But, neophyte that I am at this turning it over business, I tried.  “Life, I can’t handle this by myself.  I don’t know how to shake this anger.  I can’t seem to get out from under this depression.  I don’t know how to find the kind of rhythm I’ll need to deliver comedy.  It’s up to you – I’m turning it over to you.”

And it worked!  As I was walking up towards Jubilee, I saw one of my friends going in ahead of me and thought, “There are so many people in this community whom I love – and who genuinely love me.  I have the chance to give them something today.  I want to give them a gift, a gift of laughter.”  My mood started to lighten.

As i walked into the celebration room, a friend said,

“I see you in the program today – I’m looking forward to what you have to say about childhood.”

“Don’t expect anything today except hopefully a bunch of laughs.”

“Ah, but I know that with your humor there is always some deeper meaning underneath.”

“You’re going to have to really dig to find any deeper meaning here.”

“Well my childhood had nothing funny about it – if you can make me laugh about childhood, that will be worth it to me.”

This post is pretty long already.  Let me just say that I hit my stride, had a great time at both services, the people of Jubilee adored the piece – found it even funnier than I had ever (even when I was up) expected.  I came away with my writer’s voice feeling very affirmed, at a time when I have been discouraged about writing anything of any use to anybody.  I realized that this piece was not only funny – but that getting people to laugh about the whole happy childood/screwed-up childhood dichotomy actually did have deeper significance, was in a way genuinely healing.  The piece was actually wiser than I realized.  And the process of co-creating a few minutes of magic – me and the audience, creating it together – really punched a hole in my isolation.  It all was healing for me, too.

An earlier funny piece at Jubilee

An earlier funny piece at Jubilee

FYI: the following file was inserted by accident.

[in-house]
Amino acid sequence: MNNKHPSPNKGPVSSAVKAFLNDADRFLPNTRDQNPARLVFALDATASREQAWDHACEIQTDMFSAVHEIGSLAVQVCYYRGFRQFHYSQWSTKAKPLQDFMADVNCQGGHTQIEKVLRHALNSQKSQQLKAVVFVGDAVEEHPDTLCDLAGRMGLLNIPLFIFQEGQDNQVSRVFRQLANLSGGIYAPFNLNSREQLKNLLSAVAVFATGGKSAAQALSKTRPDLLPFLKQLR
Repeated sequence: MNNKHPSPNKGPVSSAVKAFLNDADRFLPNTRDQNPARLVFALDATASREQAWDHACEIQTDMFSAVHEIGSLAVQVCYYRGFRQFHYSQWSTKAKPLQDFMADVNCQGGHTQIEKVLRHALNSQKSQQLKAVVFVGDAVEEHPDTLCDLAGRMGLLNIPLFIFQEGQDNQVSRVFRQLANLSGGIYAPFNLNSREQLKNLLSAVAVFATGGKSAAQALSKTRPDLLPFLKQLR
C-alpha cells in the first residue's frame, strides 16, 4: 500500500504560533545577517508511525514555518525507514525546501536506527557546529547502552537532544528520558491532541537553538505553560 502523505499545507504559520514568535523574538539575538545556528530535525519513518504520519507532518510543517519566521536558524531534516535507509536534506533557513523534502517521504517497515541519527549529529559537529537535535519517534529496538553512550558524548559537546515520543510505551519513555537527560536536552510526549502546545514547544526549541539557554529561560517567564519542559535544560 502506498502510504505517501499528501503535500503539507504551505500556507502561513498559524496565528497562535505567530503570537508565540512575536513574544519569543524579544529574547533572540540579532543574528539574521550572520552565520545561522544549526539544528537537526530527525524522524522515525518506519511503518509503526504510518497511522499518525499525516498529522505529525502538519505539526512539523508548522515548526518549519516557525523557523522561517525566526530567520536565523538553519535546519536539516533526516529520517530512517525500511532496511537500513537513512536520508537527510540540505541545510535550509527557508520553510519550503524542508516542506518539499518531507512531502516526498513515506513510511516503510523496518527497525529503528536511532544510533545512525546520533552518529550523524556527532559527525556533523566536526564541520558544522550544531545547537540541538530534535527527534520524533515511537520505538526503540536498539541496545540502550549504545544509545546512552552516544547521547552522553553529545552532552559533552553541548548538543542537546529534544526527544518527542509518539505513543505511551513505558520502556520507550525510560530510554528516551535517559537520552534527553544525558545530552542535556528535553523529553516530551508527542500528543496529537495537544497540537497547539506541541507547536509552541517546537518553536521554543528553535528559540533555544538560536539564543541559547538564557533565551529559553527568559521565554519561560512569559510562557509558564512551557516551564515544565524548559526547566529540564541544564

Sometimes I sink into the truth that I'm loved at Jubilee, but it's so easy to forget.  Step 3 - "Made a decision to turn over my life and my will to God's care, as I understand God." Life loves me.

Sometimes I sink into the truth that I’m loved at Jubilee, but it’s so easy to forget. Step 3 – “Made a decision to turn over my life and my will to God’s care, as I understand God.” Life loves me.

I’m posting the piece, also.  Some of the Jubilee humor may be lost on you, and most of my stuff (maybe especially comedy) has less impact on the page than performed, but you’ll get a sense of it.  My friend with the not-funny childhood said afterwards that he smiled non-stop through the whole thing.  i hope you get a couple of smiles out of it.

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I’m not integrated today – I’m fragmented.  My concerns about an out-of-control mania have passed: I got seven hours of sleep last night and am not particularly speedy – just enough to call myself a 5, slightly expanded, rather than balanced (the grail and a state in which I spend very little time).  As always when I’m not depressed, I worry when the next depression is coming and how bad it will be.  Walking the dog this morning, I was not very responsive to the Spotify music playing through my phone (Steve Earle, who just yesterday was really rocking me).  Is this an early warning sign that a depression is looming?  Or just a part of how mentally preoccupied I am today?